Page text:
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Posted at: Nov 30, 2016, 1:37 AM; last updated: Nov 30, 2016, 1:37 AM (IST)

Note ban hits cattle smuggling to B’desh

Bijay Sankar Bora

Tribune News Service

Guwahati, November 29

Demonetisation has had its impact on cattle smuggling across India-Bangladesh border and there has been a sharp decline in seizure of such cattle by the Border Security Force following the scrapping of Rs 500 and Rs 1,000 currency notes.

Guwahati-based DIG of the border guarding force, Daniel Adhikary, said incidents of cattle smuggling across the border in Dhubri sector of Assam, Coochbehar and Falakata sectors in north Bengal as well as Dawki in Meghalaya had come down drastically after the Centre effected demonetisation.

He said illegal trans-border transactions related to cattle smuggling were carried out in the hawala chain where the cash reserve had plummeted. He explained that cattle were smuggled from India to Bangladesh where the commodity was in high demand. The payment for the smuggled cattle was made by Bangladeshi buyers to Indian smugglers in India through hawala transaction.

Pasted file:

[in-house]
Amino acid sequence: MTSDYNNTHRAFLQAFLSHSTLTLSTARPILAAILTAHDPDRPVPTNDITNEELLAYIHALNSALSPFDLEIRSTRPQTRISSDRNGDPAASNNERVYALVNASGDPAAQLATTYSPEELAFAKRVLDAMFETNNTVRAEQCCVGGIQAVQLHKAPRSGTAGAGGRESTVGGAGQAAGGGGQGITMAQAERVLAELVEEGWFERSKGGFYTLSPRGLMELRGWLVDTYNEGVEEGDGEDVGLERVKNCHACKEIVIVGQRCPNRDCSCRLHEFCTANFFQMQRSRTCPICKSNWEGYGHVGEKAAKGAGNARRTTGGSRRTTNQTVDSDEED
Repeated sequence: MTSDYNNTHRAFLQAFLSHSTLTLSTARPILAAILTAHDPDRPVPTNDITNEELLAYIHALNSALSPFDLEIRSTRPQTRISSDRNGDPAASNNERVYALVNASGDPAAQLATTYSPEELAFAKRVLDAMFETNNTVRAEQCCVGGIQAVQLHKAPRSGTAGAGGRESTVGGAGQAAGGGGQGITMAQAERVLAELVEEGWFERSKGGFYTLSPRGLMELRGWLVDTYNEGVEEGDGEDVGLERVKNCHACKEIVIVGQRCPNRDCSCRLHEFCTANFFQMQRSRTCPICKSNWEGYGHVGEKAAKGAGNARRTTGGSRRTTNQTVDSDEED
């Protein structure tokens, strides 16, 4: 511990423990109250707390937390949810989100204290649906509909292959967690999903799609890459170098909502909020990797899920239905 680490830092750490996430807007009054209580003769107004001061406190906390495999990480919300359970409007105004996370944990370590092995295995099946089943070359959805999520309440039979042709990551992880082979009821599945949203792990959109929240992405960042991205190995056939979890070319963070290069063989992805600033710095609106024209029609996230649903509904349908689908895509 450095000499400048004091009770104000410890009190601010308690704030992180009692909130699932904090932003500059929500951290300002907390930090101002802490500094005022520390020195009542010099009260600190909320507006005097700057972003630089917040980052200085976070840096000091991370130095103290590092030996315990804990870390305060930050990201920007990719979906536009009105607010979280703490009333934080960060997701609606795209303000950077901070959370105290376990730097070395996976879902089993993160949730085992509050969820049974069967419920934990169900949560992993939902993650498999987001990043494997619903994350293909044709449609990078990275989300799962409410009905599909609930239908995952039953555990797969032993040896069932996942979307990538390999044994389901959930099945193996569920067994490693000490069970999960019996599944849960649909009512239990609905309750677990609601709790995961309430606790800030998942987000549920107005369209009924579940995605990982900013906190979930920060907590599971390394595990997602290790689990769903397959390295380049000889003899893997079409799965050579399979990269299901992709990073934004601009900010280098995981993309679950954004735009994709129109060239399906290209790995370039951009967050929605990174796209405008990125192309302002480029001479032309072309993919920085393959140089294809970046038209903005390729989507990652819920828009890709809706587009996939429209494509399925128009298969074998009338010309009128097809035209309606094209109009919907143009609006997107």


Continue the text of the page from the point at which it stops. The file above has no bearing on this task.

“There were recent cases where BSF personnel seized up to 480 cattle in a night,” the BSF official said.

Rampant smuggling to Bangladesh had triggered cattle theft in many parts of the state, especially in eastern Assam where bullock are hardly used for ploughing anymore because of mechanisation of farming. Moreover, smugglers use their contacts to buy aged cows at cheap rate only to be sneaked into Bangladesh later.

The cattle seizure is usually the highest in Dhubri sector of Assam as it has a long stretch of river border, followed by Coochbehar and Falakata sectors. The BSF seized 42,768 cattle from January 2013 to September 2015 in the three sectors.


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